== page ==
The move to expand the satellite caucus program, which was piloted by the state party in 2016, came after plans for the “virtual” caucus program — which would have allowed caucus participation over the phone or through video chat. But the Democratic National Committee rejected that proposal last year over cyber security concerns. That means that even with the addition of satellite caucuses, Iowans must still show up in person to participate.
“Obviously, caucusing is an activity that requires a physical presence, so there in lies the crux of the problem with regard to a few different populations of people,” said Reyma McCoy McDeid, the executive director of the Central Iowa Center for Independent Living.
“When we talk about voter suppression initiatives that occur across the country, we tend to focus on one particular political party. But the fact of the matter is voter marginalization, voter suppression is a non-partisan phenomenon and the caucuses are, unfortunately, a fantastic example of that,” she added.
The Central Iowa Center for Independent Living, or CICIL, is also hosting a satellite caucus, specifically aimed at making the caucus process more inclusive. It starts two hours prior to the 7 p.m. start time typical in precincts across the state, will include food and childcare (including a caucus activity just for kids).
There will be quiet space with softer light for people who need a space with less sensory overload, and space to lie down for those who need it. Participants are being reminded that, while caucuses can be loud, passionate affairs, they should be mindful of their volume “for the sake of caucusers who experience neurodiversity, overstimulation or anxiety.” An American Sign Language, or ASL, caucus will take place in a different room.
Emmanuel Smith is also participating in a satellite caucus, one they petitioned to hold in the lobby of their apartment building.
Smith, who works for the advocacy group Disability Rights Iowa, uses a wheelchair and has chronic pain and fatigue. In 2016, it took more than an hour for them to reach their caucus site. Once they arrived, they found it was too crowded to maneuver through the crowds, even to use the restroom.
“Having a satellite location in my apartment building was one of the only ways I knew to at least give me a good chance of being able to attend,” Smith said in an interview at Disability Rights Iowa’s Des Moines office. “Not a guarantee, but prevent, you know, the long commutes and different issues I’ve encountered in previous years.”
The Iowa Democratic Party has worked to ensure that disabled Iowans have a better experience than in 2016, when many said they struggled to participate. They launched an online form for people to request accommodations and have recently added a new, disability director.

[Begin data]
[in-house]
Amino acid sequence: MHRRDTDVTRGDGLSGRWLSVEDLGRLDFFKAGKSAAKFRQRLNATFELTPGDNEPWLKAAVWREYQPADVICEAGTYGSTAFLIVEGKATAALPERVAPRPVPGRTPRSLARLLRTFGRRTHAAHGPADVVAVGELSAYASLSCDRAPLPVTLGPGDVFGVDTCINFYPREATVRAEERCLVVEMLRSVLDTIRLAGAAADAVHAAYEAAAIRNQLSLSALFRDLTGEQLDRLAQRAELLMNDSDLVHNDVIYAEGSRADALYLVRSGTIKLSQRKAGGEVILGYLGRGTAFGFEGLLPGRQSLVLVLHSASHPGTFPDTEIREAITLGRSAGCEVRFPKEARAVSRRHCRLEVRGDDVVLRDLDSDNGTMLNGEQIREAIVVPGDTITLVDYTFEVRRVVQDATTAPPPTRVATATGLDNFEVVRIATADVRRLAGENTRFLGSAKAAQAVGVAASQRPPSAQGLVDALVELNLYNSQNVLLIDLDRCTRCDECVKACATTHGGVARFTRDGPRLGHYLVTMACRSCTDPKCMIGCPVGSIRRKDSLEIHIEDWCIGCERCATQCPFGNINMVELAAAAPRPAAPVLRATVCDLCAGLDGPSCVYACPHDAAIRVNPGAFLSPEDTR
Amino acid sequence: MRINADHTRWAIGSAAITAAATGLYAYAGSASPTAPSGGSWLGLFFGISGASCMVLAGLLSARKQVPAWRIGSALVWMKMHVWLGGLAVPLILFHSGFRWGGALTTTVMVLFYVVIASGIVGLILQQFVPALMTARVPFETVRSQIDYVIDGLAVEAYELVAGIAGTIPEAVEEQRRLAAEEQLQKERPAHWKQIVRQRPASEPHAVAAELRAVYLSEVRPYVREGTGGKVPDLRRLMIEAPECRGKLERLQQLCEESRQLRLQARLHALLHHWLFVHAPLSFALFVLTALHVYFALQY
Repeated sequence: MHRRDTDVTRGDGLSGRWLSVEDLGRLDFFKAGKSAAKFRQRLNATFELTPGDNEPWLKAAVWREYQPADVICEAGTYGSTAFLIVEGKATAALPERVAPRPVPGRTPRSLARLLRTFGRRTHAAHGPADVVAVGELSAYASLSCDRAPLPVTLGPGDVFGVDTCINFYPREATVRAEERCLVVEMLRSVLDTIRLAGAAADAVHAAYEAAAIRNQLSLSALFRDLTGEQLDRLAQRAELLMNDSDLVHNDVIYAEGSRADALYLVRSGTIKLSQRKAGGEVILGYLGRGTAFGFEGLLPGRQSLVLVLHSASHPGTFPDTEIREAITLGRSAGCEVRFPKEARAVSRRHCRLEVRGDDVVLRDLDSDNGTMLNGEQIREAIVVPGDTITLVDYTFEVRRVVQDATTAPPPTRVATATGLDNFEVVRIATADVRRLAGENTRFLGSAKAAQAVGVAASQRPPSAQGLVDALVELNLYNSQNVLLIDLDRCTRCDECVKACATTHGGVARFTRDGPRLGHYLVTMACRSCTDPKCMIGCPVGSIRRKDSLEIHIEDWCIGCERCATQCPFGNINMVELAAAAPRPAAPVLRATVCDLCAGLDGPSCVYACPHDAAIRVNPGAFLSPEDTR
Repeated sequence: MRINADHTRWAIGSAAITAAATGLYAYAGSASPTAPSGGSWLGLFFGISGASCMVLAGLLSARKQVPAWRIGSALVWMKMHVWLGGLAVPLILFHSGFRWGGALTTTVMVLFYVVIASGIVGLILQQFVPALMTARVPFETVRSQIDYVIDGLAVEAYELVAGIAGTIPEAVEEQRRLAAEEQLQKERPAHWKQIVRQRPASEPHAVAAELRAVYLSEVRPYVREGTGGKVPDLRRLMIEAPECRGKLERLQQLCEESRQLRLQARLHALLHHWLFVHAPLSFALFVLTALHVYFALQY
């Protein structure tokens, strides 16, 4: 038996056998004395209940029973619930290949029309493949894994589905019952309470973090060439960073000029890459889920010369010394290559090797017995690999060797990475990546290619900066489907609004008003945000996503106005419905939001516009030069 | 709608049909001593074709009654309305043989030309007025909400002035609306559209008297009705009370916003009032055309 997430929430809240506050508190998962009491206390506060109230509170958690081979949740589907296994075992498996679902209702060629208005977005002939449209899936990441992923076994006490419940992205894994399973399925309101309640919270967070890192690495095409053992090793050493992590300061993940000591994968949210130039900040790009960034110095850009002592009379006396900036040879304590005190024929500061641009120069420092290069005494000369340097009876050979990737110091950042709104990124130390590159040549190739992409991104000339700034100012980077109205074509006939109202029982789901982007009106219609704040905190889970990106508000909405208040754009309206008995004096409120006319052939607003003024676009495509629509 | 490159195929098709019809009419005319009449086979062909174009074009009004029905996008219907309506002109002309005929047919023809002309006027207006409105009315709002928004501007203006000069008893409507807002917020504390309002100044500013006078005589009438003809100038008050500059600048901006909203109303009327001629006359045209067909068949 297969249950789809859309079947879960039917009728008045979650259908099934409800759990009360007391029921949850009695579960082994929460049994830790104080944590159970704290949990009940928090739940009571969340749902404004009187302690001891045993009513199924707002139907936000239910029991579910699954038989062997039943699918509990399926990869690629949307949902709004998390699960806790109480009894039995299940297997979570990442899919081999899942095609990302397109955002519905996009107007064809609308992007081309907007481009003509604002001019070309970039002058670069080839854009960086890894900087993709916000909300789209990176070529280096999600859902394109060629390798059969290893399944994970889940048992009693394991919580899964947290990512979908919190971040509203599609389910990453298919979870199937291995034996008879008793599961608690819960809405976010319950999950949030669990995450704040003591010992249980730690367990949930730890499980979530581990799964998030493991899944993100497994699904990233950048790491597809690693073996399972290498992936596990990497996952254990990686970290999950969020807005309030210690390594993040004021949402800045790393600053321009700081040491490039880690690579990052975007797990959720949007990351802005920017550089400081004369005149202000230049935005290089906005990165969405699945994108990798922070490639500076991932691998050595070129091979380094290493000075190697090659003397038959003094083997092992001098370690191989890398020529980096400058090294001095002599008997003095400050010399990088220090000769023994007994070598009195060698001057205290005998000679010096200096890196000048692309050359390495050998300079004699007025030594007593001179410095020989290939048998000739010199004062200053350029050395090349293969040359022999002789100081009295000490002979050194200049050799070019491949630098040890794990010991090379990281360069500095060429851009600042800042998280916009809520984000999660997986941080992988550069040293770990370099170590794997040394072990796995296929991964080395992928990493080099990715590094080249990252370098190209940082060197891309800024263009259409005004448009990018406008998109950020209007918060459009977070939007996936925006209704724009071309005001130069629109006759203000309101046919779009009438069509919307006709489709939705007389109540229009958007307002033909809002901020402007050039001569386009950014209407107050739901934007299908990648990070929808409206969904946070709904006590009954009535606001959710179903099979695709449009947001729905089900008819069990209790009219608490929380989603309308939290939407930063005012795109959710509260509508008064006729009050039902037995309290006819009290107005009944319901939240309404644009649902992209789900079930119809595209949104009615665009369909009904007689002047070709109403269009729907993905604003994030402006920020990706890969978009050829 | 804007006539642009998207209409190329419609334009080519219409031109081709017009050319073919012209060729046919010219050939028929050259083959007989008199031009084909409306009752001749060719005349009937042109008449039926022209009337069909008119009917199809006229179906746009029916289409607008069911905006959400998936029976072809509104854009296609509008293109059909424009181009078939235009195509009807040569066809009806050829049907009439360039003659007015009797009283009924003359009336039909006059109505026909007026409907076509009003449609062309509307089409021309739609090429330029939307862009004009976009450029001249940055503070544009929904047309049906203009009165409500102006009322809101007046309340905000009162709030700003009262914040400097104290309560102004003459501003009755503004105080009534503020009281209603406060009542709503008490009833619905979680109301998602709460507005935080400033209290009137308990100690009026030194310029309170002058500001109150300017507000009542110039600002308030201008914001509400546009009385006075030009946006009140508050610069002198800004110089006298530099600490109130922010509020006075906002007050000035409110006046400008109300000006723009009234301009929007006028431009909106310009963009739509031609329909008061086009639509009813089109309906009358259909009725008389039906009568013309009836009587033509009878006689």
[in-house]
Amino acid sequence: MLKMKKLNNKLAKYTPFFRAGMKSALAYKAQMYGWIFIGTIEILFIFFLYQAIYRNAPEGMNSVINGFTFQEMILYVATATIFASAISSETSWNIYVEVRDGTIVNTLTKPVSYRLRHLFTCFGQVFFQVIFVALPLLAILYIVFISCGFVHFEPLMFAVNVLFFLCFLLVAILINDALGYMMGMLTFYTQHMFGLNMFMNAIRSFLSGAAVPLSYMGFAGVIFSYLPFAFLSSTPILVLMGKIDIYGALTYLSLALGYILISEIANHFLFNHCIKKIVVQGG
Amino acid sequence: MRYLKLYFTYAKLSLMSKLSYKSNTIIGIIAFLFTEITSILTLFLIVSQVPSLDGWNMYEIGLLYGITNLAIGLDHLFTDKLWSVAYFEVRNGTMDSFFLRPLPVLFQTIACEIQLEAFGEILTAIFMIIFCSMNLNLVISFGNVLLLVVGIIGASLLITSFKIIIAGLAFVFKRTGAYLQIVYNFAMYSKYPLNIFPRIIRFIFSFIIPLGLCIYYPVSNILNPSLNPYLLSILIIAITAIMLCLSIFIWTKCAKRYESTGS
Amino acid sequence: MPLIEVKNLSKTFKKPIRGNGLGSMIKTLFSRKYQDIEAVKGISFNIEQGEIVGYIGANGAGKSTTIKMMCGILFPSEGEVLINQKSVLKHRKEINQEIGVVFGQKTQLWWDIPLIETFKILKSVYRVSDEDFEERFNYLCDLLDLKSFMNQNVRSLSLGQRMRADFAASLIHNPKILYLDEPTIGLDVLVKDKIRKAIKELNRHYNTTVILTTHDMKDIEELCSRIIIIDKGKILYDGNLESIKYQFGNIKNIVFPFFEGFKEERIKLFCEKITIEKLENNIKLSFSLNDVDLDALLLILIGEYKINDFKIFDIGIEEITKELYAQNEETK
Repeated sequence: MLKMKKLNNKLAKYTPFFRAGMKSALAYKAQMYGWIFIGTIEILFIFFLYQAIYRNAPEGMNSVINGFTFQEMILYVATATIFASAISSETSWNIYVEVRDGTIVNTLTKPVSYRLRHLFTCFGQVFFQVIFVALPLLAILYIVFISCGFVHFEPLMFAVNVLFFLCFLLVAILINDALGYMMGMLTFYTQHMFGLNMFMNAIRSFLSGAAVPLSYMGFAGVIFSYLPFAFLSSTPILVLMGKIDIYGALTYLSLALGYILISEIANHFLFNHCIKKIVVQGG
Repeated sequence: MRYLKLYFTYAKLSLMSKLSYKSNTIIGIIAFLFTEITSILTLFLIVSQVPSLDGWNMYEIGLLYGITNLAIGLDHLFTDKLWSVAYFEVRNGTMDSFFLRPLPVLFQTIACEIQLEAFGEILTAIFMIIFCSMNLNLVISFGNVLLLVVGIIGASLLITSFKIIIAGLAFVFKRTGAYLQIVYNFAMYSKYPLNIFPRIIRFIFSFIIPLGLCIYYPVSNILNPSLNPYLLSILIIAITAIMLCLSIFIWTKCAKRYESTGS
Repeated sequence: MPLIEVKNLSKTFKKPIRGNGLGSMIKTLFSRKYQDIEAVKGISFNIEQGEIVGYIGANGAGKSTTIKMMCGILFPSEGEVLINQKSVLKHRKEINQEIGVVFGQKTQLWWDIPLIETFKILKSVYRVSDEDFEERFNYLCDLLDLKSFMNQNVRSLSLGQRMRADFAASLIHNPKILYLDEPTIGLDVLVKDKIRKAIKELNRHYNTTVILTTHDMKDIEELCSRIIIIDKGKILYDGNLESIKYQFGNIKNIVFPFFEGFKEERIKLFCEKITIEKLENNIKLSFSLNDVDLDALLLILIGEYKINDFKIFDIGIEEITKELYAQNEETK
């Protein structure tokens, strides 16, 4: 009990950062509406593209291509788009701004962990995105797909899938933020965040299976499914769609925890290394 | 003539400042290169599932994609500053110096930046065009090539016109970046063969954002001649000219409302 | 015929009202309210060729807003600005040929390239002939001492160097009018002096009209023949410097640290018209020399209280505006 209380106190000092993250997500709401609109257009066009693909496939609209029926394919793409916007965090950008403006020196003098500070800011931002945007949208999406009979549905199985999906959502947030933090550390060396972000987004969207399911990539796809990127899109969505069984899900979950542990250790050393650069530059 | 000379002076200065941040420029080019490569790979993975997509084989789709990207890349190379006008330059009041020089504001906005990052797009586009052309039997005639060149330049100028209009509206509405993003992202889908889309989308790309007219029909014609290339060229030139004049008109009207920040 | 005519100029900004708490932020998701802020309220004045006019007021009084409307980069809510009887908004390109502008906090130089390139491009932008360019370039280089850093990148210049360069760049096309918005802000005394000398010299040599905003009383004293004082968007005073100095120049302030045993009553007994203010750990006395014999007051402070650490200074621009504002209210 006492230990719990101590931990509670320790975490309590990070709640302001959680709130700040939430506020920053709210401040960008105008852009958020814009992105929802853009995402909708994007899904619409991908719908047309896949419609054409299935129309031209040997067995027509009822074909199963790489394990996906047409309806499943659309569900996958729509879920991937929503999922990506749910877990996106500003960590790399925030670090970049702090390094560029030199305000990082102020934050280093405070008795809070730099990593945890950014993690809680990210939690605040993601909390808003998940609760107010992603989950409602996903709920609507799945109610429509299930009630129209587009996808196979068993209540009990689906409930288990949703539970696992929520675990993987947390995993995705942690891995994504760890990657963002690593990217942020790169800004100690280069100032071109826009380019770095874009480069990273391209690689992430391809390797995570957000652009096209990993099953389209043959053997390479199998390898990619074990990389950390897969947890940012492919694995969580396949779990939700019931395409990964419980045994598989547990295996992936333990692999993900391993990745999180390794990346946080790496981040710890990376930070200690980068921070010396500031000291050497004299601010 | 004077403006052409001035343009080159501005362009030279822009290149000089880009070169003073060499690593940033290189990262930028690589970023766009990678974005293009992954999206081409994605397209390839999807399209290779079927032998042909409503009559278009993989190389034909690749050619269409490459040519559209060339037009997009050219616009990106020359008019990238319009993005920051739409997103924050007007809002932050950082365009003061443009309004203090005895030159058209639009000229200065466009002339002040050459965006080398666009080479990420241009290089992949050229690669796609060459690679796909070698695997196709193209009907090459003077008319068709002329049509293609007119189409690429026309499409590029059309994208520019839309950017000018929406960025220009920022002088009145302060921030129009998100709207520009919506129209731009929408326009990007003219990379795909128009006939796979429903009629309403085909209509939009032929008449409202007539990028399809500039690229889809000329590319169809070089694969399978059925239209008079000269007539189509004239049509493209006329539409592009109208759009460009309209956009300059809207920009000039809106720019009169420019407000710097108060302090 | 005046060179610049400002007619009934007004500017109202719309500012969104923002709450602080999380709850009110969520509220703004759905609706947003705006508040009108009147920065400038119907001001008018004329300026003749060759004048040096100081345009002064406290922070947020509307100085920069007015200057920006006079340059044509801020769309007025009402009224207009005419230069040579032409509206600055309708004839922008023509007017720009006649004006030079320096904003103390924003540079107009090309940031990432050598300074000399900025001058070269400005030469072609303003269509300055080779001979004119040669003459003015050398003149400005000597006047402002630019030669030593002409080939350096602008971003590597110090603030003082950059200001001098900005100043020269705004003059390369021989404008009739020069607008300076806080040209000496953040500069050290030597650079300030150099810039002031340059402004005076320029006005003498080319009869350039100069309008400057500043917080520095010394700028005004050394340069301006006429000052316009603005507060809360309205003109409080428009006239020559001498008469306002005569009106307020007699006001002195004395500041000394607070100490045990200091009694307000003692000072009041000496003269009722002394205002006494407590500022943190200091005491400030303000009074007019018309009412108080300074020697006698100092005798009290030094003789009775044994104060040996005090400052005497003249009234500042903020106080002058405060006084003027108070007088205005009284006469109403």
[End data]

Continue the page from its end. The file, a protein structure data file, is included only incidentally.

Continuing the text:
The national party has applauded these moves.
“I’m proud of the historic steps taken by the Iowa Democratic Party to increase participation and accessibility in the Iowa caucuses,” DNC disability council chair Tony Coelho said in a statement. “These efforts include hiring a caucus accessibility director, having satellite caucuses, and requiring every caucus location to meet accessibility standards. This didn’t happen overnight. This happened because of the leadership of the Iowa Democratic Party and the tireless work of disability advocates.”
The staff of Disability Rights Iowa and other advocates say that satellite caucuses are just a stop-gap, rather than a long-term solution.
“It’s like trying to fix your basement foundation with some masking tape,” said Annie Matte, voting outreach coordinator at Disability Rights Iowa,
They want to see more changes to the caucuses, including options that allow Iowans to participate without showing up in person like absentee ballots or proxy voting. Such options haven’t come into play because of fears that an absentee ballot would lead the caucuses to be considered a primary election by officials in New Hampshire, who oversee the country’s first primary and might try to jump ahead in the nominating process.
“There’s 300,000 Iowans with disabilities of voting age, so this is a big group of people,” Jane Hudson, the executive director of Disability Rights Iowa. “If they don’t have a voice because they can’t even participate in the first stage of picking presidents, they are really being disenfranchised.”